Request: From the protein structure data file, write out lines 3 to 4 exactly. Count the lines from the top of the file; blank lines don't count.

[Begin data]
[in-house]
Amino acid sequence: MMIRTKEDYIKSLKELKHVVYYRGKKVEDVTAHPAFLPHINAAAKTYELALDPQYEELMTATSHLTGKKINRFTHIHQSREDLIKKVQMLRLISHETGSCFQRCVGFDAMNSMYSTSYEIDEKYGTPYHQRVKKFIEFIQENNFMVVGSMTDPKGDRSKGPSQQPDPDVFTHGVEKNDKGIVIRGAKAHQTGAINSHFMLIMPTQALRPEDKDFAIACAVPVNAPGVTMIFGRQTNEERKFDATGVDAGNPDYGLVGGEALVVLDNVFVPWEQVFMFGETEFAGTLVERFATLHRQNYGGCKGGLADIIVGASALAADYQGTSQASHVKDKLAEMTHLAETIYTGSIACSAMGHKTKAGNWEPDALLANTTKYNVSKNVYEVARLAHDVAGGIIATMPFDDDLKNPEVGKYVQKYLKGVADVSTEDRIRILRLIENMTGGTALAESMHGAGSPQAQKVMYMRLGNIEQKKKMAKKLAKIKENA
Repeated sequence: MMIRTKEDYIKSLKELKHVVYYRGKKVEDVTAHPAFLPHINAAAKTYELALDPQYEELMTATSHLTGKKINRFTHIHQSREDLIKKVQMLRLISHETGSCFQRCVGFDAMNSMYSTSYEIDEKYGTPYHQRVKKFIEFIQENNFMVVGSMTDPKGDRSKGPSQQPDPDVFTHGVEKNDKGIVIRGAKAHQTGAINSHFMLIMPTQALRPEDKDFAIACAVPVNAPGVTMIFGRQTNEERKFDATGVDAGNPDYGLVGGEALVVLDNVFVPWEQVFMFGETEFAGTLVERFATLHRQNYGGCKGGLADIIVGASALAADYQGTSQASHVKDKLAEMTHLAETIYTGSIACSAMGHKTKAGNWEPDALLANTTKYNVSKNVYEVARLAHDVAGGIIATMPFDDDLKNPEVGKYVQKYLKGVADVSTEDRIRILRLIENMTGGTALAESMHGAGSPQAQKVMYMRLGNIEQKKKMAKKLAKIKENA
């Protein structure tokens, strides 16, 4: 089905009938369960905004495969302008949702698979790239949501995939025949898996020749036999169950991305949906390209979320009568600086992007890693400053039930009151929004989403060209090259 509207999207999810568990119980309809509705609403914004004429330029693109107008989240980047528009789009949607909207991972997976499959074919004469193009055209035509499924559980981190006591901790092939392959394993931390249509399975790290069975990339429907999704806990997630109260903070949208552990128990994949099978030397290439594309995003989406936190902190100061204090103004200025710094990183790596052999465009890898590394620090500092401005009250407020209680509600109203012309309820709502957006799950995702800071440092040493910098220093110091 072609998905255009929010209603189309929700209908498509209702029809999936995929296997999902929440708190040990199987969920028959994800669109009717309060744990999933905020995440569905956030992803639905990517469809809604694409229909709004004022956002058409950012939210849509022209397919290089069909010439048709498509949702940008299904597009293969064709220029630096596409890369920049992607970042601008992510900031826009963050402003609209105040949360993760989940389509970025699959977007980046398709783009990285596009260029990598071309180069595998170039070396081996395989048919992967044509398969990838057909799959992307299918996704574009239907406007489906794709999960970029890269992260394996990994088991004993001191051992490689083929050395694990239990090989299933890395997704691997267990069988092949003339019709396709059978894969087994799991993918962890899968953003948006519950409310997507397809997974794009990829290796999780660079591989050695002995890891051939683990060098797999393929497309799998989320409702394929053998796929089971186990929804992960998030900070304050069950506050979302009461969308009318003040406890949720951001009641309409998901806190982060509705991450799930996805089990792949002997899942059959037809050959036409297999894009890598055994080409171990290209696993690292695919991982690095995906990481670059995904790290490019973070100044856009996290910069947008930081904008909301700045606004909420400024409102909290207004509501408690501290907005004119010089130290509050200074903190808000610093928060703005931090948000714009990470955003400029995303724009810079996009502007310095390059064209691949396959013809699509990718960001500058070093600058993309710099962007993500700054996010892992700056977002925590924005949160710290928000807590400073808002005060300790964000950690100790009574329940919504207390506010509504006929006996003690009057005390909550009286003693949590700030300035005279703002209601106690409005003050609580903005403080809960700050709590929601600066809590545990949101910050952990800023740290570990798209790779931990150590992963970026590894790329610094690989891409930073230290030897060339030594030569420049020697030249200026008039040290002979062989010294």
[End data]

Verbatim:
Repeated sequence: MMIRTKEDYIKSLKELKHVVYYRGKKVEDVTAHPAFLPHINAAAKTYELALDPQYEELMTATSHLTGKKINRFTHIHQSREDLIKKVQMLRLISHETGSCFQRCVGFDAMNSMYSTSYEIDEKYGTPYHQRVKKFIEFIQENNFMVVGSMTDPKGDRSKGPSQQPDPDVFTHGVEKNDKGIVIRGAKAHQTGAINSHFMLIMPTQALRPEDKDFAIACAVPVNAPGVTMIFGRQTNEERKFDATGVDAGNPDYGLVGGEALVVLDNVFVPWEQVFMFGETEFAGTLVERFATLHRQNYGGCKGGLADIIVGASALAADYQGTSQASHVKDKLAEMTHLAETIYTGSIACSAMGHKTKAGNWEPDALLANTTKYNVSKNVYEVARLAHDVAGGIIATMPFDDDLKNPEVGKYVQKYLKGVADVSTEDRIRILRLIENMTGGTALAESMHGAGSPQAQKVMYMRLGNIEQKKKMAKKLAKIKENA
């Protein structure tokens, strides 16, 4: 089905009938369960905004495969302008949702698979790239949501995939025949898996020749036999169950991305949906390209979320009568600086992007890693400053039930009151929004989403060209090259 509207999207999810568990119980309809509705609403914004004429330029693109107008989240980047528009789009949607909207991972997976499959074919004469193009055209035509499924559980981190006591901790092939392959394993931390249509399975790290069975990339429907999704806990997630109260903070949208552990128990994949099978030397290439594309995003989406936190902190100061204090103004200025710094990183790596052999465009890898590394620090500092401005009250407020209680509600109203012309309820709502957006799950995702800071440092040493910098220093110091 072609998905255009929010209603189309929700209908498509209702029809999936995929296997999902929440708190040990199987969920028959994800669109009717309060744990999933905020995440569905956030992803639905990517469809809604694409229909709004004022956002058409950012939210849509022209397919290089069909010439048709498509949702940008299904597009293969064709220029630096596409890369920049992607970042601008992510900031826009963050402003609209105040949360993760989940389509970025699959977007980046398709783009990285596009260029990598071309180069595998170039070396081996395989048919992967044509398969990838057909799959992307299918996704574009239907406007489906794709999960970029890269992260394996990994088991004993001191051992490689083929050395694990239990090989299933890395997704691997267990069988092949003339019709396709059978894969087994799991993918962890899968953003948006519950409310997507397809997974794009990829290796999780660079591989050695002995890891051939683990060098797999393929497309799998989320409702394929053998796929089971186990929804992960998030900070304050069950506050979302009461969308009318003040406890949720951001009641309409998901806190982060509705991450799930996805089990792949002997899942059959037809050959036409297999894009890598055994080409171990290209696993690292695919991982690095995906990481670059995904790290490019973070100044856009996290910069947008930081904008909301700045606004909420400024409102909290207004509501408690501290907005004119010089130290509050200074903190808000610093928060703005931090948000714009990470955003400029995303724009810079996009502007310095390059064209691949396959013809699509990718960001500058070093600058993309710099962007993500700054996010892992700056977002925590924005949160710290928000807590400073808002005060300790964000950690100790009574329940919504207390506010509504006929006996003690009057005390909550009286003693949590700030300035005279703002209601106690409005003050609580903005403080809960700050709590929601600066809590545990949101910050952990800023740290570990798209790779931990150590992963970026590894790329610094690989891409930073230290030897060339030594030569420049020697030249200026008039040290002979062989010294």